Saturday, July 22, 2006

Calatrava in Milwaukee

Finally drove up to see the new Calatrava sculpture in Milwaukee (which also serves as the entry hall to the Milwaukee Art Museum.

Is it a building ? -- or a ship that's been driven aground ?

I love to look out from the bridge of a great ship -- with the light pouring in from the windows -- and see nothing but sea and sky

Maybe it's less a sea-ship, and more of a star-ship --- patiently waiting for other space birds from distant galaxies to roost beside it.

Here we are - looking down the spine of the great beast - (and that's Beth having fun on the field trip)

The long hallway to the museum entrance also serves as a sculpture court -- with regularly spaced niches along the wall -- each with its own skylight - but not really enough light - so multiple spotlites are needed as well.

Fun for a first-time visitor ? --- Definately
Civic show-piece ? -- Yes - for now.
Beautiful like a fancy yacht -- definately
But beautiful like a French cathedral ? --- I --- don't --- think ---- so.

Remember when we used to have World's Fairs ? That's where it belongs -- or maybe in the "Future World" area of Disneyland. (The Calatrava structure includes an auditorium -- and as we stood in its vast emptyness, I flash-backed to the space-travel ride in the old Disneyland -- where the seats vibrated to simulate take-off -- and the star-clustered universe was projected on the screen in front. I liked "Future World" back then - c. 1957 -- but I really preferred the Pirate Ship)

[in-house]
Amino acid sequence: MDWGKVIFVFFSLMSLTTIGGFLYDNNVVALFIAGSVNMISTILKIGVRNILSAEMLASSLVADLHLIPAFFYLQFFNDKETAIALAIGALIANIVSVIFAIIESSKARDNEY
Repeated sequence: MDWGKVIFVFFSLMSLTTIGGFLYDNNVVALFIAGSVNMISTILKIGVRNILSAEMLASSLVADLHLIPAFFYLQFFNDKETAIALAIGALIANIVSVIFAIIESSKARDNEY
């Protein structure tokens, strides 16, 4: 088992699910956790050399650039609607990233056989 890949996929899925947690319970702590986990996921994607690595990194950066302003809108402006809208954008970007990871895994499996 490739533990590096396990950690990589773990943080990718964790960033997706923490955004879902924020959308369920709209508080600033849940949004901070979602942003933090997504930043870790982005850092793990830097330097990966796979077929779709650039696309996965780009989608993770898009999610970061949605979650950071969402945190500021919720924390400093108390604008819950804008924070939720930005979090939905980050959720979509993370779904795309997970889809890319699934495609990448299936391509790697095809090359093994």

Blogger Gawain said...

Was it pleasant to stand in that space? It was surprisingly pleasant to stand at the bottom of the IM Pei's triangle at the Louvre -- but only because, i think, it afforded a nice perspective on the wings of the building above one's head. On ground level it is a disaster -- it makes looking at the courtyard of the Louvre TIRESOME -- it obstructs the view, you keep trying to look around it.

Buildings feel differently experienced from outside and inside.

This thing from outside has a forbidding and tiresome look -- it puts me on guard, as if its numerous spikes could cut my fingers if I weren't careful. But what about the inside -- what was it like to be in that space?

July 23, 2006  
Blogger chris miller said...

It was thrilling to stand beneath the great, vertical canopy -- and the galleries were pleasant to walk through.

But from the outside ? Well -- ships aren't designed to fit into their space at port -- and fortunately this one has not been docked next to a Renaissance palace.

July 23, 2006  
Anonymous Anonymous said...

Calatrava has built such an airy sculpture, I mean the train station in Lisbon, for the 1998-Expo.
Inspiring, it's true, and terribly windy in Winter for those who have to stay there and wait for a train !
But it's a masterpiece when you see it.

August 06, 2006  

Post a Comment

<< Home